Windermere Marathon – 21st May 2023

by Joanne Hope

After being MIA from the club for a few years, I was running sporadically at best. I’d put a lot of weight back on, I was massively unfit, miserable and I missed the club.

I needed something to motivate me and get me back on track (literally). I’d always wanted to attempt the ‘iconic’ distance and knew I would have to take the training seriously so decided to sign up.

I’ve always enjoyed rural, countryside runs so decided that Winderemere was the one for me! Time was also a deciding factor as it gave me six months to train which I thought would be the right amount of pressure and close enough to avoid me putting off starting training, thinking I had loads of time.

And hence it began! Initially I re-trained my body to run regular 5k’s again then slowly built up the distance. The training didn’t go quite to plan but I’m not sure how many ever do! Those long, lonely runs were really difficult. At 19 miles I honestly didn’t think I’d ever be able to run any further. I realised I probably wasn’t eating enough before or during. The last long training run I did, I ate better and felt better, then my calf went at 15 Miles!

All of this led to me absolutely kakking myself and doubting whether I would make it to the finish line at all, let alone how long it would take me. By the time race day came I just wanted to get round without injury, and if I did it under the 6.5 hour time limit, all the better. Once all of the runners gathered together I realised there were a few other runners with similar race targets to me which eased my nerves a little as I had been worried I may be totally on my own.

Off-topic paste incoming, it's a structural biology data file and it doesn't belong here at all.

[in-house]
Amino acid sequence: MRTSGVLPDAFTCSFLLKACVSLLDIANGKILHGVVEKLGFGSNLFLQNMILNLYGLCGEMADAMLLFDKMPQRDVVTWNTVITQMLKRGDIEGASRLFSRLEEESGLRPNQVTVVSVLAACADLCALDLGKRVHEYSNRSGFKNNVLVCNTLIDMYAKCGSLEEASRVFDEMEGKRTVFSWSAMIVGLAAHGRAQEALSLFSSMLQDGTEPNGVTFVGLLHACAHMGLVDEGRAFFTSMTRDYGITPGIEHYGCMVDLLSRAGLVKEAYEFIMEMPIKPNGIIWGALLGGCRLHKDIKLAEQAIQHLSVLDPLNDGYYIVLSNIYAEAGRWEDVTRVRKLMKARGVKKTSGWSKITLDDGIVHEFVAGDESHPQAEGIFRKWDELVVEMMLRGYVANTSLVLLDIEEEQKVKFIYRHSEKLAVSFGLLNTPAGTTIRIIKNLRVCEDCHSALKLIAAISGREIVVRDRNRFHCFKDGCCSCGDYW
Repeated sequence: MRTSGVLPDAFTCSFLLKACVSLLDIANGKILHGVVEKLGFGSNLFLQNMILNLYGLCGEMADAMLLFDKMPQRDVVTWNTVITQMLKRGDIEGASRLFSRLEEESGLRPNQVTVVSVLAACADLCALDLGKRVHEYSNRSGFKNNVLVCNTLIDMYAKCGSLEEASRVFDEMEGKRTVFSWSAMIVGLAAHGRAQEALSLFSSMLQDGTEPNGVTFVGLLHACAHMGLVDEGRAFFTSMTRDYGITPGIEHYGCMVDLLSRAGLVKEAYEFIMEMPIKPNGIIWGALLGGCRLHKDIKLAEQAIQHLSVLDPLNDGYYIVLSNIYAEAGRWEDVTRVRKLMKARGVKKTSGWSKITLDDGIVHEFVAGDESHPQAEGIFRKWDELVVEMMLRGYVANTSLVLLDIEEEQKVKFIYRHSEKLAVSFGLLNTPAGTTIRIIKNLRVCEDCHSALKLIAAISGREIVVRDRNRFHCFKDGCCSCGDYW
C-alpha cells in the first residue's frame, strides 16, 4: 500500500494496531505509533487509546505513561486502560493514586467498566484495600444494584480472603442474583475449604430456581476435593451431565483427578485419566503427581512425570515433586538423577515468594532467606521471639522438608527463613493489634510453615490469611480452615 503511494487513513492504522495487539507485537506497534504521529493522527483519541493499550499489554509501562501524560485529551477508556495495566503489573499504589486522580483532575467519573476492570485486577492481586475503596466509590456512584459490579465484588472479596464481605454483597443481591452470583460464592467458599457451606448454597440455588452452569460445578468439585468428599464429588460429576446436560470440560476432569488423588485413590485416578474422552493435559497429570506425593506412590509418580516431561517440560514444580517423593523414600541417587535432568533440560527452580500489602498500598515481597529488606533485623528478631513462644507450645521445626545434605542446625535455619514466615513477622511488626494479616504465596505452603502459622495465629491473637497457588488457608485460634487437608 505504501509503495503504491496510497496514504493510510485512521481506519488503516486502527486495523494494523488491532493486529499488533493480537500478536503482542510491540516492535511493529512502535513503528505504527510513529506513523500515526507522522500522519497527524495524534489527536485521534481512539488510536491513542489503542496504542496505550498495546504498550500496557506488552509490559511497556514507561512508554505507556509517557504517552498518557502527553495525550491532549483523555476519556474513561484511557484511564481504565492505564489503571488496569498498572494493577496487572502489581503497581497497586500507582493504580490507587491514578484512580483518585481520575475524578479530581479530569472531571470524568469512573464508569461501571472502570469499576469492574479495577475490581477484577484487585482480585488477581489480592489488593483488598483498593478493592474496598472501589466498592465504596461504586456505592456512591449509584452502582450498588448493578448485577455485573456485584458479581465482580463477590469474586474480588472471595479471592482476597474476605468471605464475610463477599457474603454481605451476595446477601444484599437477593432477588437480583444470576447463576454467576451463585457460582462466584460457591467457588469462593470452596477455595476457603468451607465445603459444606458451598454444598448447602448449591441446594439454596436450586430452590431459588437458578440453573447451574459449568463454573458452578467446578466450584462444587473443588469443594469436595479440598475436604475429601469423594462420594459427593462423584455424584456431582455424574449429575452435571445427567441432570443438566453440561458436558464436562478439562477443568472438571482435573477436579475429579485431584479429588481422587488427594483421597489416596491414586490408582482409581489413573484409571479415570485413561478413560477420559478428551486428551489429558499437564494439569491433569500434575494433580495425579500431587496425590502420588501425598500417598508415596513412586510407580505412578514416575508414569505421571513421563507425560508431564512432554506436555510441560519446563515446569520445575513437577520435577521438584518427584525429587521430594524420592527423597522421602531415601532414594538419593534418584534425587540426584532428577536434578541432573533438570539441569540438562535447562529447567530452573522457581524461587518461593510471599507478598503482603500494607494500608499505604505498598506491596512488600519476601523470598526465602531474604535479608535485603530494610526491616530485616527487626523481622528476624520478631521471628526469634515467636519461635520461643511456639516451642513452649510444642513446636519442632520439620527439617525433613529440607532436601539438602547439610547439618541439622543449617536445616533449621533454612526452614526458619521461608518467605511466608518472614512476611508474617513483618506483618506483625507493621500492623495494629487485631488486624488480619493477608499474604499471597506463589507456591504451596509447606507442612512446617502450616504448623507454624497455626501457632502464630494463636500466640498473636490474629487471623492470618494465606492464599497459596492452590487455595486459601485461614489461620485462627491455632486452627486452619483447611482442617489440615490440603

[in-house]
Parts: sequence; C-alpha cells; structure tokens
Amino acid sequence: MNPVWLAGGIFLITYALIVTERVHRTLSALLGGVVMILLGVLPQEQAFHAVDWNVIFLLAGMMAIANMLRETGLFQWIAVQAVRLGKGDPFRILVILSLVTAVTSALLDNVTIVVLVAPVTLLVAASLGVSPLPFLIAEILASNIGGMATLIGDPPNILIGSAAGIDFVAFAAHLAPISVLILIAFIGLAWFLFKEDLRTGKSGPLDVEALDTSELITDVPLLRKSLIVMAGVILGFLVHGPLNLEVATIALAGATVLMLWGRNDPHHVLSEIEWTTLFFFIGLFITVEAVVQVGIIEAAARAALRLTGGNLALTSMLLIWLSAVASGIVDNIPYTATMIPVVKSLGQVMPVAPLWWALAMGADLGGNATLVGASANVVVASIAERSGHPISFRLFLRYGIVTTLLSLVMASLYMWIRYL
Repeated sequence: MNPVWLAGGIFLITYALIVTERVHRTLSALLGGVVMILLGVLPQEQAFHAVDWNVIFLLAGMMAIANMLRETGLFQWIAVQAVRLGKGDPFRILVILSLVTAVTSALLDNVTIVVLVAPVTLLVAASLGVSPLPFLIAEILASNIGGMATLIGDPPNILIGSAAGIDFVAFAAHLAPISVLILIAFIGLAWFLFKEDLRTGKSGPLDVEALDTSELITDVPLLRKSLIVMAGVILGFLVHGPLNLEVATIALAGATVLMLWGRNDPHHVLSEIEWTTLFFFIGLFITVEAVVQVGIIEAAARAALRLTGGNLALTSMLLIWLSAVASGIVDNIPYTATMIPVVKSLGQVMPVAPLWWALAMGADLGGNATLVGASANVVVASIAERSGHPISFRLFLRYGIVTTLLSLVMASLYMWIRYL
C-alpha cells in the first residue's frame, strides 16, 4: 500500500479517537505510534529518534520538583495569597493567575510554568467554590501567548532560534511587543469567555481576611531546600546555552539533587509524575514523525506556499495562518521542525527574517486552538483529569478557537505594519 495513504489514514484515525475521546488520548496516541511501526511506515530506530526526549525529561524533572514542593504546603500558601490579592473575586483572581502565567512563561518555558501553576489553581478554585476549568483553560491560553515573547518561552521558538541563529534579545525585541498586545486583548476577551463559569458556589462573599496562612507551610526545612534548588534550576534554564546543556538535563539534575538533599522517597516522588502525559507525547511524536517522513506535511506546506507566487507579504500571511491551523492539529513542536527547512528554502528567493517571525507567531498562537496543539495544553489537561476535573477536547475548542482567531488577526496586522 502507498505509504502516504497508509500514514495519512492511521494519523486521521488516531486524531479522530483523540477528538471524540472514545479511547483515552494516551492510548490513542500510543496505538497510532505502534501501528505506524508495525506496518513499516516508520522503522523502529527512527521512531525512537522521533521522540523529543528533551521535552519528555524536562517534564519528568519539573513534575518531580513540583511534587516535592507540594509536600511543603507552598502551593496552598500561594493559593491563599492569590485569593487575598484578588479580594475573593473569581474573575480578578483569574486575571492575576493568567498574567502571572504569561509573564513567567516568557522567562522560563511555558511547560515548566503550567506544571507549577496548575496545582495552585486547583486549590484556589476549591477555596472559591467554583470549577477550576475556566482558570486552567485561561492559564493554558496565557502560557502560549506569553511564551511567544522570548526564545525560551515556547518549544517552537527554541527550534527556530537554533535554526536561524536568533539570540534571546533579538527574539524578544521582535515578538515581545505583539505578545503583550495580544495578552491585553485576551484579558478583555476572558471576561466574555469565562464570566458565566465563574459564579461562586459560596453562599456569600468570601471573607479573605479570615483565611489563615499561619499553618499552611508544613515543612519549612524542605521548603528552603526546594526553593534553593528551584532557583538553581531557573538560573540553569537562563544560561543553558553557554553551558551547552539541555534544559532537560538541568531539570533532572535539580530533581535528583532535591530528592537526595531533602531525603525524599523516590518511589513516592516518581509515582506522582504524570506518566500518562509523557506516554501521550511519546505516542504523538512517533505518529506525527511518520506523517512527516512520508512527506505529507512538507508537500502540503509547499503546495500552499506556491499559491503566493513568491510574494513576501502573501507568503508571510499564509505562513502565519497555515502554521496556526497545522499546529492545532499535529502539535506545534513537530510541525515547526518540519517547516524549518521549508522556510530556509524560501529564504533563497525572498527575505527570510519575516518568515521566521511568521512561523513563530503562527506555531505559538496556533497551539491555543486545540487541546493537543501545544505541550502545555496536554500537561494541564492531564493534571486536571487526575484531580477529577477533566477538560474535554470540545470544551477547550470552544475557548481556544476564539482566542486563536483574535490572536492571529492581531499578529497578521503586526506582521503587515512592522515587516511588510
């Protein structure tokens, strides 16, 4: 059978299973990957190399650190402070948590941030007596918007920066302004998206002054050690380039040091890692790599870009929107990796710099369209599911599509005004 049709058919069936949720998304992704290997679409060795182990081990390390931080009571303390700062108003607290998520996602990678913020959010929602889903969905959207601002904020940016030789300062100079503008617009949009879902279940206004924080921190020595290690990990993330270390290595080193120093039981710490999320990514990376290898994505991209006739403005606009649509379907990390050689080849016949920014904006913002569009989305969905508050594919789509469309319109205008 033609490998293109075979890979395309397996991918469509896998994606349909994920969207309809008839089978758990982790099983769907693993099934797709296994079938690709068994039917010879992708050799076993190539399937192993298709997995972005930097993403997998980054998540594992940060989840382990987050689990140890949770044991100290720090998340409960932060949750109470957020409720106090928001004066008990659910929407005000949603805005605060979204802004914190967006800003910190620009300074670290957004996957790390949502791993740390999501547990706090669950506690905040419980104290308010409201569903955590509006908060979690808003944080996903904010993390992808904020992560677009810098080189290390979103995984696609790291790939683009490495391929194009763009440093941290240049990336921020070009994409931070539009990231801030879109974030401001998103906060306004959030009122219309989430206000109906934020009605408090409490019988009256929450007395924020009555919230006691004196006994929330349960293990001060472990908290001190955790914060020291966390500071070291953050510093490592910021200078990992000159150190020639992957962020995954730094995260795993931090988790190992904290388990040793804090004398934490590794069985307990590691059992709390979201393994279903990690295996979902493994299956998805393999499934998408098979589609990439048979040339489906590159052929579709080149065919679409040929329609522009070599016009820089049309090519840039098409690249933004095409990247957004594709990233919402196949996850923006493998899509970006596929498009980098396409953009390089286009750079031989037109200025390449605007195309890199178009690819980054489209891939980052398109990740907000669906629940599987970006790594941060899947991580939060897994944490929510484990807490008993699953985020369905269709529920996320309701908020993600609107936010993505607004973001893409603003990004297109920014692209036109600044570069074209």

The race itself was well organised. It starts at Brathay Hall where the runners congregate on the lawn for the pre race briefing before being led down to start line a short walk away by drummers. It then takes in an anti clockwise route of Windermere and finishes back on the lawn at Brathay Hall.

The steepest inclines are on the first half but the second half doesn’t really feel any less flat, likely due to running on tired legs. There aren’t many flat sections at all, or at least that I remember! A lot of it is on quiet roads so there are some very quiet sections where you can go a few miles without seeing another soul. Then there are parts that run though busy towns.

It claims to be the most scenic UK marathon and is well known for being challenging and undulating. Scenery wise, it is really lovely every second of the way, and it was certainly undulating.

On the day, I felt better than I had on any of my training runs which was a massive relief and the views really do help.

I was incredibly lucky to have loads of absolutely fantastic support which was massively appreciated.

I said I’d only ever do the distance once but I’ve already started looking at Loch Ness Marathon, maybe next year!